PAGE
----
Charles Bock

A hot-buzz author’s rhapsodic debut novel

Three Sundays ago, Charles Bock got the glowing profile treatment from Charles McGrath in The New York Times Magazine. The following Sunday, Bock’s debut novel, Beautiful Children, was the cover subject for The New York Times Book Review. One is first inclined to believe that his publicist is in bed with the arts staff of that hallowed “fact factory,” but truth is he’s the kind of debut novelist the media dig getting excited over (one also hopes Bock’s the kind with none-too-jealous writer friends). So far, I’m only one-quarter of the way through Children, but I’ll tell you what I know for sure: the novel revolves around a 12-year-old boy’s disappearance into the Las Vegas desert and how that reverberates through an ensemble cast of strangers. Also, Bock’s prose seems to have written itself, and contains at least one beautiful passage about Las Vegas: “The neon. The halogen. The viscous liquid light. Thousands of millions of watts, flowing through letters of looping cursive and semi-cursive, filling then emptying, then starting over again. Waves of electricity, emanating from pop-art facades, actually transforming the nature of the atmosphere, creating a mutation of night, a night that is not night—daytime at night.” There is a freshness, an incandescence, about the book overall that echoes debuts such as Jonathan Safran Foer’s Everything Is Illuminated, or perhaps more closely, Sean Wilsey’s Oh, the Glory of It All. Elliott Bay Book Co., 101 S. Main St., 624-6600, 7:30 p.m. BRIAN J. BARR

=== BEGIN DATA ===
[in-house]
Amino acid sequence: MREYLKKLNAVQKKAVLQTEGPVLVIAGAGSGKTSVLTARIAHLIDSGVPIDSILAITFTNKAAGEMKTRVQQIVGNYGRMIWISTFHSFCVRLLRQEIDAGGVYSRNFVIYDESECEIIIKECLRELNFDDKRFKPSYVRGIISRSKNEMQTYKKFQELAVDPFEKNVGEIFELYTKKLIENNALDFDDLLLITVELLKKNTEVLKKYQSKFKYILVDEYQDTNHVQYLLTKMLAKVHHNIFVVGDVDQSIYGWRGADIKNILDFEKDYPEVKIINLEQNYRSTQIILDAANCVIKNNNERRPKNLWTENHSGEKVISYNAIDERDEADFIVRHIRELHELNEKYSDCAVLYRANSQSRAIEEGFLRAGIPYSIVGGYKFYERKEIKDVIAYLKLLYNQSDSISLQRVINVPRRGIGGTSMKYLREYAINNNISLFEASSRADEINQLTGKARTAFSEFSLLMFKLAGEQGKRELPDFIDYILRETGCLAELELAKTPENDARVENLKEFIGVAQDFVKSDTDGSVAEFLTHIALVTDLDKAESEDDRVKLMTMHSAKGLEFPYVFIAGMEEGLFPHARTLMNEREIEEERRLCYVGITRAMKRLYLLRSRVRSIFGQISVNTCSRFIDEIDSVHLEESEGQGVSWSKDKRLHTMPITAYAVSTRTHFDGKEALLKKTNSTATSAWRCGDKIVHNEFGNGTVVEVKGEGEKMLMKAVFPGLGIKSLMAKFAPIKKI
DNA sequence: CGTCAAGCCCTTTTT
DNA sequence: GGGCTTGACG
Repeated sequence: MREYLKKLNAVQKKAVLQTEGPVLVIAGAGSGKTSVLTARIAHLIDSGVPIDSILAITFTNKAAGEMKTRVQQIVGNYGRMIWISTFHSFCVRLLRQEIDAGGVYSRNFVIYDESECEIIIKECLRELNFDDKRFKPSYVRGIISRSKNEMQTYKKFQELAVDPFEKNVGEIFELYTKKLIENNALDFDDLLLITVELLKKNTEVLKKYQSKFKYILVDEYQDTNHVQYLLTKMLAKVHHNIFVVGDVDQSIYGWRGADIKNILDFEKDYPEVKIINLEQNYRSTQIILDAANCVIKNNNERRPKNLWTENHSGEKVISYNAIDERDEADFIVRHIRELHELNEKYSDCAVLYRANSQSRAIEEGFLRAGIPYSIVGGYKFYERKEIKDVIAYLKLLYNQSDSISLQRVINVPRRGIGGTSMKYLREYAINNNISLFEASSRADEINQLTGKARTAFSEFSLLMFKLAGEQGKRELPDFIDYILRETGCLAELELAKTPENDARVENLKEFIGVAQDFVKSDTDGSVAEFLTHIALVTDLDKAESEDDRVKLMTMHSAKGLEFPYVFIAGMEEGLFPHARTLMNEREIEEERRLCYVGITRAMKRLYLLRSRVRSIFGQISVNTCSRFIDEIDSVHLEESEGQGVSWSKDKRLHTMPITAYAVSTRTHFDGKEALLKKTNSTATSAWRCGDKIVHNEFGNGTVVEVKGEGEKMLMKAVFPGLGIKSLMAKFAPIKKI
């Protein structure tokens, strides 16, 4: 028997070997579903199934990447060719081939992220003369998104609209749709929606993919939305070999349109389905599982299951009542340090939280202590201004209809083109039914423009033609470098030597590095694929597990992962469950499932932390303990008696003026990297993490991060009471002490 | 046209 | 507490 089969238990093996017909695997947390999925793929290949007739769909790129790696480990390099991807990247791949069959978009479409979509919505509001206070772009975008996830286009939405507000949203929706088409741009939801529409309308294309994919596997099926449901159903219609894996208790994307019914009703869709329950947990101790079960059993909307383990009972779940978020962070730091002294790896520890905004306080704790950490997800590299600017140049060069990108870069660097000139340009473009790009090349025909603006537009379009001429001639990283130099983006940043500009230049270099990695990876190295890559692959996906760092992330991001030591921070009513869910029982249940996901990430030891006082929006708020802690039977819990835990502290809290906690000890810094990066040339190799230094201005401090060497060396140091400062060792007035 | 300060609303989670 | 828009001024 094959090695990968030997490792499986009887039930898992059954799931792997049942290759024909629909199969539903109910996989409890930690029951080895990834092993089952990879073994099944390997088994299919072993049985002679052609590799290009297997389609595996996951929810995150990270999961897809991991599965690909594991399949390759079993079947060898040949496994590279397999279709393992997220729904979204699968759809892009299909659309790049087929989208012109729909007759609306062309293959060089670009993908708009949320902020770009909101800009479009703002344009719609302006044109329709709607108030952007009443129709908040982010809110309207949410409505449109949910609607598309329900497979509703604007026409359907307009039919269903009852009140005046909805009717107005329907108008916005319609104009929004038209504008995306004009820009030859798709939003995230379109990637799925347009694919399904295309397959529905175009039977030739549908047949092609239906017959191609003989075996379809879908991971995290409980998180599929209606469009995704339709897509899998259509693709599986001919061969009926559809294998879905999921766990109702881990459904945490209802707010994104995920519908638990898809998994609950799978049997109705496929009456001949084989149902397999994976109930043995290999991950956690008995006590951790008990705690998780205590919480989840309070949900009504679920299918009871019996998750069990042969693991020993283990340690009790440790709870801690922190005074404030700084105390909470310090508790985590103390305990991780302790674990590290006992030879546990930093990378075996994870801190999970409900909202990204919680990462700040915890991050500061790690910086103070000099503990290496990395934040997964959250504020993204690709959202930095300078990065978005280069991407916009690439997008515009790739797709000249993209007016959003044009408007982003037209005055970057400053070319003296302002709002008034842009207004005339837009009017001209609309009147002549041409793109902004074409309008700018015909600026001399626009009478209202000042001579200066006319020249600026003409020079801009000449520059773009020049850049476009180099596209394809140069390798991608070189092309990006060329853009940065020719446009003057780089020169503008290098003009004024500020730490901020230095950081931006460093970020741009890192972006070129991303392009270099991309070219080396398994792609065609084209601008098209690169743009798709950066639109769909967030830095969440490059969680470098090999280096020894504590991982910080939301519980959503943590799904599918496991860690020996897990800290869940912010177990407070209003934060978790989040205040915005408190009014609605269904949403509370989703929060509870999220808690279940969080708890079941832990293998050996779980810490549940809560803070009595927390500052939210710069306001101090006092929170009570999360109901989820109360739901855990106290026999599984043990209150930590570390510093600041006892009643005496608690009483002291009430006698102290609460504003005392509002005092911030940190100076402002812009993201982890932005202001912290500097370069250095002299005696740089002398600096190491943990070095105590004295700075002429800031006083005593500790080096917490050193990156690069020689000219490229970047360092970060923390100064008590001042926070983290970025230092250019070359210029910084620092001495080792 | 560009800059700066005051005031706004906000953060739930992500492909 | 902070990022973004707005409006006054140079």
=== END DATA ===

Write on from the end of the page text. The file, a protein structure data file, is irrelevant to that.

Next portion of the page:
Tue., Feb. 19, 7:30 p.m., 2008

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